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The sooner kids talk, the sooner they talk back

We’re on Day 1,140 of Operation What Have I Gotten Myself Into, or perhaps better known as: Arthur Hawkins, age 3. In the past three years of Arthur’s life, my memories of his existence have pretty much boiled down into a whirlwind of steadily advancing gray hair and explosive diarrhea.

I am only partially joking here.

By no means am I qualified to give parenting advice to anyone, but if there are any new first-time parents reading this, I strongly recommend that you collect photographic evidence that your child was ever a baby. Once he or she graduates to toddler-levels of mischief and mayhem, you’ll be surprised with how quickly your brain deletes memories of your child’s infancy.

But this column isn’t about Arthur’s past; it’s about his future. After three years, one month and 15 days, I can proudly proclaim that my boy can speak. Since Arthur’s birth, I have been patiently waiting for this day as one of the three key benchmarks of his development.

The other two, of course, are 1) magically gaining the basketball powers of Michael Jordan at the age of 10 and leading the Trail Blazers to eight straight NBA titles before retiring at 18 to pursue a degree in political science at an Ivy League university and 2) using his education and athletic clout to be elected president of the Pan-American Confederacy – that’s the union of the U.S., Mexico and Canada in 2031 – and prevent nuclear war by defeating the reanimated corpse of Joseph Stalin in an arm-wrestling match.

It may sound far-fetched, but the latter two can never happen without Arthur first learning to talk.

Obviously, there are heaping gobs of development for a child between when they are born and when they learn to speak. I guess I put specific emphasis on speech because so much of human interaction is done through verbal communication. Arthur has long been able to communicate to his mom and dad through non-verbal cues, but I have been particularly excited about being able to converse back and forth with Arthur on a level that doesn’t require me to constantly guess and decipher what he is trying to say.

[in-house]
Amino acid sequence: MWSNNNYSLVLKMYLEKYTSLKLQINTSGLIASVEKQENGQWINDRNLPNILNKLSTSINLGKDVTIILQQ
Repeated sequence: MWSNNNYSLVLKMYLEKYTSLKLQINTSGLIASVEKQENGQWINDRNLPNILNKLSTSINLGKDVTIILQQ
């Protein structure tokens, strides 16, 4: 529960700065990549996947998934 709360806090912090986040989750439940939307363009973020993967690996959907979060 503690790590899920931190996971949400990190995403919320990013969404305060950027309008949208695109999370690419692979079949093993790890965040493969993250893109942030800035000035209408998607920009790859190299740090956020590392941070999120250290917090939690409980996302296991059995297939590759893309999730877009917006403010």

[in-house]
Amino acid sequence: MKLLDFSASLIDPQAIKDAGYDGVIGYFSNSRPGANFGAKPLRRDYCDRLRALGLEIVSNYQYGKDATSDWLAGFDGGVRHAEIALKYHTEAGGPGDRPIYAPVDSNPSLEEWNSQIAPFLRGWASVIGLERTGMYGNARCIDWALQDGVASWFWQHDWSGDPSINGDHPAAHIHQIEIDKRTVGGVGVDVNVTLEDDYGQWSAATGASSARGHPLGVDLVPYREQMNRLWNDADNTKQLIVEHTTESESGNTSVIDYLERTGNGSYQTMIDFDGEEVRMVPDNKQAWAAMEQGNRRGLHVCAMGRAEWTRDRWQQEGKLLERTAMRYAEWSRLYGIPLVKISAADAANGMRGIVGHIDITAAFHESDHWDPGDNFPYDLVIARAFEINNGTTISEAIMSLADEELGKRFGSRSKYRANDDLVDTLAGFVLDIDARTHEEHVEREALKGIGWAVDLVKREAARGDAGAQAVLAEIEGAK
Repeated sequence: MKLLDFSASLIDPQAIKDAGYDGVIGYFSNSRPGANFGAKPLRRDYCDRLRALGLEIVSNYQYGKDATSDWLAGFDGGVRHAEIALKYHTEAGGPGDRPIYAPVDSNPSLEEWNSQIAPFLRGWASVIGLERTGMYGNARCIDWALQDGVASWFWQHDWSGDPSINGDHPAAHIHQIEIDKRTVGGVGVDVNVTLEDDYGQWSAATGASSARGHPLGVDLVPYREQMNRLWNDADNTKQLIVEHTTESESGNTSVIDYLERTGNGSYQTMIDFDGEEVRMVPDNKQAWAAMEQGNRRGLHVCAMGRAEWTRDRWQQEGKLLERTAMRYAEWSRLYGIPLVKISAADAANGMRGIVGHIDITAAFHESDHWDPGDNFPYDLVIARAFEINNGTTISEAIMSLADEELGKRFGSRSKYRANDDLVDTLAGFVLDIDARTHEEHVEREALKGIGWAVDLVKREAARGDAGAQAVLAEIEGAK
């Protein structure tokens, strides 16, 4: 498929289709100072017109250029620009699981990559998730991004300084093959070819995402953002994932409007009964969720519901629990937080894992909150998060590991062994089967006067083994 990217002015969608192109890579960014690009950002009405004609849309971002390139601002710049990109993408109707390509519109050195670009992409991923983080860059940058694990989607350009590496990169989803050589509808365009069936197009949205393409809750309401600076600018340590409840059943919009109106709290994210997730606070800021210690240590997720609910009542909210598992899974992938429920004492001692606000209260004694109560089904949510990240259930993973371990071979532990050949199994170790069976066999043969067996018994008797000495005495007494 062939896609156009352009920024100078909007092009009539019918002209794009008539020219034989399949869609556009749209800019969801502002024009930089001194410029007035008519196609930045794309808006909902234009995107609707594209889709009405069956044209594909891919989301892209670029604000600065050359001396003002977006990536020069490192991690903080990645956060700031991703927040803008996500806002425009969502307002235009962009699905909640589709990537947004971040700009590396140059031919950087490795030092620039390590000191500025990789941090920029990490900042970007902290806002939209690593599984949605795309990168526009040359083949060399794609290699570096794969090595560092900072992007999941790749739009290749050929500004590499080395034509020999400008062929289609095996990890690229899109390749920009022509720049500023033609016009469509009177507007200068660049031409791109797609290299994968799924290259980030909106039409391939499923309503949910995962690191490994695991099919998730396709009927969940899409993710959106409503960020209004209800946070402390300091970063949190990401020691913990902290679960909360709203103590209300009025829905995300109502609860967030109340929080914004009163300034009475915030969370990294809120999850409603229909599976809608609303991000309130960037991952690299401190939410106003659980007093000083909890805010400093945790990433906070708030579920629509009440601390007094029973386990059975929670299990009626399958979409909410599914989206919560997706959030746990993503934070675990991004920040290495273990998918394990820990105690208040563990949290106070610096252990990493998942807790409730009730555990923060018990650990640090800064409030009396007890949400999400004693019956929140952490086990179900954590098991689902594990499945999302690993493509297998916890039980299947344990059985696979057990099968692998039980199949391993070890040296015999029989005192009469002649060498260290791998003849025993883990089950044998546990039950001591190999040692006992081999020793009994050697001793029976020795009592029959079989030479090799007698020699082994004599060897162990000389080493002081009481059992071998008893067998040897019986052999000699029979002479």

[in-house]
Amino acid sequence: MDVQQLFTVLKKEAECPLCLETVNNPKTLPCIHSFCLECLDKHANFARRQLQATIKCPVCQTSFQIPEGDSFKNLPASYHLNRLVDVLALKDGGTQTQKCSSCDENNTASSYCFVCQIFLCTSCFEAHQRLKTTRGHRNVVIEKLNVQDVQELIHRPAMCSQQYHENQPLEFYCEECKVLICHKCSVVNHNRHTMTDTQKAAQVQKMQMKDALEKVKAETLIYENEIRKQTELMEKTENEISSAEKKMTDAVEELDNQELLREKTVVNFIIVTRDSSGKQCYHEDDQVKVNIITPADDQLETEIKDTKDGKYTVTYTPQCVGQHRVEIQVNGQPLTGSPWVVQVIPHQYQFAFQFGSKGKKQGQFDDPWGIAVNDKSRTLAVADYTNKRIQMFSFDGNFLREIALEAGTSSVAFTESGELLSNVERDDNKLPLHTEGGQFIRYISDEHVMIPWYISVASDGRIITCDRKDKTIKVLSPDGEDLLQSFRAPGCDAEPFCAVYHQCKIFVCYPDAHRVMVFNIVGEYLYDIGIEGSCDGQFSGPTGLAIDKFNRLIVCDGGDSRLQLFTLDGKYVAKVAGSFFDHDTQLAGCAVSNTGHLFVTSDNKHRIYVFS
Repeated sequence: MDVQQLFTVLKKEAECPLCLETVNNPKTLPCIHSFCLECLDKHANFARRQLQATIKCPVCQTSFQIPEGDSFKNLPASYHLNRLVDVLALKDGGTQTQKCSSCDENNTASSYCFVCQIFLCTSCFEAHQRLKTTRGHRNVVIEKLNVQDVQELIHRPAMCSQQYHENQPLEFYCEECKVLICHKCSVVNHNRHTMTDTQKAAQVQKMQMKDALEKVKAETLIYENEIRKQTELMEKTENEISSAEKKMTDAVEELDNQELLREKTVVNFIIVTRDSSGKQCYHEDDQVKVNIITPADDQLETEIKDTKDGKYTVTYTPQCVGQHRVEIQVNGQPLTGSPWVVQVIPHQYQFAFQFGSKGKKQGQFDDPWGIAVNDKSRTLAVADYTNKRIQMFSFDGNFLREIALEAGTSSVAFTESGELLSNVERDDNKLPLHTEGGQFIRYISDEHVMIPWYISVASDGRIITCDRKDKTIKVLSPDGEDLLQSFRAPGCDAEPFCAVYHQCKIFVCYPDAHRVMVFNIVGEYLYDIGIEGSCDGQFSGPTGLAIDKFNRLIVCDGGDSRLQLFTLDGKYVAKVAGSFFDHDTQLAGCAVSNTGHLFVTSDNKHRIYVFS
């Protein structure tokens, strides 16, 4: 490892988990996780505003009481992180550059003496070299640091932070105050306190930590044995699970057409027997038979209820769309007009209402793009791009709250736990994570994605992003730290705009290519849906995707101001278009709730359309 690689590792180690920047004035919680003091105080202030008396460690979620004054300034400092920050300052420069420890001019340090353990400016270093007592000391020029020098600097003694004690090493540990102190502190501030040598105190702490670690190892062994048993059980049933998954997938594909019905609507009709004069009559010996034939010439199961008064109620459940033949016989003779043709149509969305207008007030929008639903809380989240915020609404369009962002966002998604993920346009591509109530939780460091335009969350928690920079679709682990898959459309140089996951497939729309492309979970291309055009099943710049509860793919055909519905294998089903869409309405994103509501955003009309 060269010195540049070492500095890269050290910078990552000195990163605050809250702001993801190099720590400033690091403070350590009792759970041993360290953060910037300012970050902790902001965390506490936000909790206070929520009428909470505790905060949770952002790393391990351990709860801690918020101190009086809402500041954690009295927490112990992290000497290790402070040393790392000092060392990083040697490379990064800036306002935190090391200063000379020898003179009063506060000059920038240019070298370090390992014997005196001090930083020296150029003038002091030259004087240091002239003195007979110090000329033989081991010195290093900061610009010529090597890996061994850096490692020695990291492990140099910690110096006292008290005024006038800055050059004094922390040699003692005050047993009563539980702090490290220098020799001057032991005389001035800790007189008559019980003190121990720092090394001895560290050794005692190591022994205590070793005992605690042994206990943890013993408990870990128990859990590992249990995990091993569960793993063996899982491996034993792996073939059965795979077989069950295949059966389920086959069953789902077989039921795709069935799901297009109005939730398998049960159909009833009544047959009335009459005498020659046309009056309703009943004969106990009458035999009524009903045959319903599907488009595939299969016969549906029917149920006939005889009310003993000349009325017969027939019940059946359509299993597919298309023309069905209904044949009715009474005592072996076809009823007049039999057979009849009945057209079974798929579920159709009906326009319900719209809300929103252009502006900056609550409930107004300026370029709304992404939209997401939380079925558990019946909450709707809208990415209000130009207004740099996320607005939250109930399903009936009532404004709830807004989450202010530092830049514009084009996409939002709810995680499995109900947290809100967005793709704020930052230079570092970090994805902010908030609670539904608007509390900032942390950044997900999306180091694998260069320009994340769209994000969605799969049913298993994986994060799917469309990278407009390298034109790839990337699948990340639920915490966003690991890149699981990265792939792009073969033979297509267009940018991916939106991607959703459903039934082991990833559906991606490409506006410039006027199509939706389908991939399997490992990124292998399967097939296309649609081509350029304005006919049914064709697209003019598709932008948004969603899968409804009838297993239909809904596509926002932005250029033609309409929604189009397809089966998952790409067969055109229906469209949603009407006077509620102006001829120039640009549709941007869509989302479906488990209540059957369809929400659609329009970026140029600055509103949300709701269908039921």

Arthur’s third birthday passed in June, and he was still speaking on a level that most child development experts expect out of 2-year-olds. He could speak, but he wasn’t particularly interested in having any kind of back-and-forth dialogue on even the most basic level. Arthur has always preferred to use visual cues to let his mother and I know what he wants.

I know that every child develops speech at their own pace. I have heard and read plenty of stories of kids going until their fourth or fifth birthday before talking, so I’ve never pushed my boy to talk before he was ready. But still, I knew I was going to be ecstatic when he decided to finally break down that barrier and start chatting with his mom and dad like we were old buddies of his sharing a beer at the local tavern.

And in the last week or two, that barrier has finally come down. His intermittent speech has been replacing with verbal parroting, as he seeks to repeat everything he hears people say. That comes with obvious unintended consequences, as evidenced by his dad calling something a turd sandwich the other day, only to have Arthur behind him say, “tood sammich.” It was adorably inappropriate.

This is just one step out of thousands in Arthur’s development, but it opens the doors to so much more going forward. From potty training to reading books, his speech development is already paying off, and it will continue to do so in the years to come.




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